Sports has always been one of the world’s greatest unifiers– from the first-ever international Olympic Games in 1896 to the FIFA World Cup that keeps football fanatics on the edge of their seat. Today, sports are bridging a gap that was once unfathomable– that of technology.
The Use of Technology in Sports
If recent developments are anything to go by, then technology has brought precision and super-human judgement to a sporting world where every second counts.
As recently as 2019, during the much-lauded Cricket World Cup, top-tier Australian opener David Warner was the first to test out a sensor linked to cloud storage on his bat. The cricketer used the bat sensor to record figures such as maximum bat speed and backlift angles. These are critical data when being pitted against the likes of India’s Jasprit Bumrah, one of the world’s fastest bowlers. This data is then moved to cloud storage and used to better Warner’s performance.
An innovation like the bat sensor is a godsend for team coaches, who no longer need to rely on natural instinct to train players. World-renowned cricketing gear company, Kookaburra, partnered with StanceBeam to launch the bat sensor to a wider audience. Such groundbreaking technology only makes the game of cricket more passionate, competitive and augmented.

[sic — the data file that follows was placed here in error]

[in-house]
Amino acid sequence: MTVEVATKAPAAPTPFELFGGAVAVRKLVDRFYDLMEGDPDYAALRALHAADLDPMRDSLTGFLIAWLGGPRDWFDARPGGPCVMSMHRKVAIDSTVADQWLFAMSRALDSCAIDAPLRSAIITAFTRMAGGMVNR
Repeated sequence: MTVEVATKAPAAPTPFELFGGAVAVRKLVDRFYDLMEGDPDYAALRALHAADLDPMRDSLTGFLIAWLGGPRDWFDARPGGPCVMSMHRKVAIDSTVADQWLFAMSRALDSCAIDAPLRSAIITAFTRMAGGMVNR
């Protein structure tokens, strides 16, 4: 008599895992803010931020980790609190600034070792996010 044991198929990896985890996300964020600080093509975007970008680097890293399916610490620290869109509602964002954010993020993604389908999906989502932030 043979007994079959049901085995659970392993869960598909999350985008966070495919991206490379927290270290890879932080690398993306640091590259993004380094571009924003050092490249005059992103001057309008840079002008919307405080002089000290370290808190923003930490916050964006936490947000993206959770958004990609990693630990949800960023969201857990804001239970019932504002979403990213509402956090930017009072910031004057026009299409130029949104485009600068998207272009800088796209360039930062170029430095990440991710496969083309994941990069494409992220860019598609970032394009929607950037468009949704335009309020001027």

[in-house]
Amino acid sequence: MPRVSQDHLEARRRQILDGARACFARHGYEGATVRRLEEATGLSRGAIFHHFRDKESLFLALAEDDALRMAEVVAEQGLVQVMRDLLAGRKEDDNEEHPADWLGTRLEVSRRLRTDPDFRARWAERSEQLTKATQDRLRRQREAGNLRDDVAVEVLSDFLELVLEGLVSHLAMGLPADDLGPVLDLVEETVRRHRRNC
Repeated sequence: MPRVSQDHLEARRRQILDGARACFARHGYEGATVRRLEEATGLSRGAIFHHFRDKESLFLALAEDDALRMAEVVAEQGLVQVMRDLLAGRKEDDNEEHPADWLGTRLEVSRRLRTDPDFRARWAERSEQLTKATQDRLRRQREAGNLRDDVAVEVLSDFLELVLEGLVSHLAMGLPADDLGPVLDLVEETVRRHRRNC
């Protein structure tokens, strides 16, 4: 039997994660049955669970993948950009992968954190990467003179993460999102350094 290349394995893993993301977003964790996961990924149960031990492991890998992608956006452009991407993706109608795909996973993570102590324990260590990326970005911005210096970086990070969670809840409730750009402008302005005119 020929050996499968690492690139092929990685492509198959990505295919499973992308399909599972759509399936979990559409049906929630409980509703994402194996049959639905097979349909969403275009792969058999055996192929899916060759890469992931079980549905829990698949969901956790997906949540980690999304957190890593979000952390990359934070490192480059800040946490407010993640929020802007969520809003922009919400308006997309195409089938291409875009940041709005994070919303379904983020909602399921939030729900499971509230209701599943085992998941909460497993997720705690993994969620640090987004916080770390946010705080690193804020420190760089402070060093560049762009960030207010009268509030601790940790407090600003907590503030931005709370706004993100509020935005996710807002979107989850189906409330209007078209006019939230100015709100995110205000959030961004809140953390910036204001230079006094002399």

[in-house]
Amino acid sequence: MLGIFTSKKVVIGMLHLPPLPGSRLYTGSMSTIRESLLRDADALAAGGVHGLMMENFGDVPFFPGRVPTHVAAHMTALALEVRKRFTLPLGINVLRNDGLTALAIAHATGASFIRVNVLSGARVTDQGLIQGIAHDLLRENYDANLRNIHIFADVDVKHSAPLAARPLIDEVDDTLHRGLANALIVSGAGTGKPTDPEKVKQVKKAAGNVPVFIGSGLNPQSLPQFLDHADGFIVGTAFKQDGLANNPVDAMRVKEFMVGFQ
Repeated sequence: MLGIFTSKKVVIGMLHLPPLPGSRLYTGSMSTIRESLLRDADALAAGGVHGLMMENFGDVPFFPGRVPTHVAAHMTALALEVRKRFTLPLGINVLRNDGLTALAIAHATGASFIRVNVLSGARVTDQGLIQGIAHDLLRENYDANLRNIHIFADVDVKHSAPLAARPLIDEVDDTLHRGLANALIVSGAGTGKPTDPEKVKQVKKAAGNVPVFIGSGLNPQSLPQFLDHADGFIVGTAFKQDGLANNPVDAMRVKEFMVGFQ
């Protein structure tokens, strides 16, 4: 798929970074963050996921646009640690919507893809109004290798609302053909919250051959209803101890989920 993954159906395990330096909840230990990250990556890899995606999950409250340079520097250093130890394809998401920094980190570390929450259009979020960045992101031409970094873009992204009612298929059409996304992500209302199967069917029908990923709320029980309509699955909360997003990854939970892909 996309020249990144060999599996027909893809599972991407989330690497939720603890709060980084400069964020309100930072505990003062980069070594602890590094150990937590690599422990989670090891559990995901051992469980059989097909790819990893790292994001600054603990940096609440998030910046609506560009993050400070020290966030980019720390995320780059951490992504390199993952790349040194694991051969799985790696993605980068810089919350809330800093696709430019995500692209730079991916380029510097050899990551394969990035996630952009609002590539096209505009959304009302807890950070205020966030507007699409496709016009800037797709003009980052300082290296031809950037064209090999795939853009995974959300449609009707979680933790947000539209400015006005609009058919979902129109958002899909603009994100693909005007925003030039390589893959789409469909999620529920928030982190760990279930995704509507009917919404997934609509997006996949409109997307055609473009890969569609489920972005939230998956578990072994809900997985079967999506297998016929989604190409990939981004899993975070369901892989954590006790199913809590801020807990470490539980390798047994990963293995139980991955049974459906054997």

In football, too, the landscapes of competition have been quietly transformed by technology. Goal-line technology was the first to breach the fort, slipping into the game in a manner that was not so much disruptive as transformative. New technologies are kicking up a storm now, beginning with Prozone, which tracks player positioning on the field for blow-by-blow play reviews. Yet another trend that’s set to breach the field is the Google Glass, which helps players prepare for matchdays under a plethora of simulated conditions.
Technology’s Role in Connecting Player and Audience
It goes without saying that a roaring crowd of supporters adds a thrill to the game like nothing else can. Technology has the power to harness this energy and turn sport into an even more interactive experience. Some tech authorities predict that technology could grow so much that fans could call the shots from their seat in the stands. It might be something as trivial as changing the stadium music, or as crucial as calling for substitutes, but technology will hit the stands– but to what extent, remains to be seen.
Tentative steps towards technology in sports have turned into giant leaps towards precision and strengthened performance. It’s safe to say, then, that no matter what you choose to become, technology enables all.
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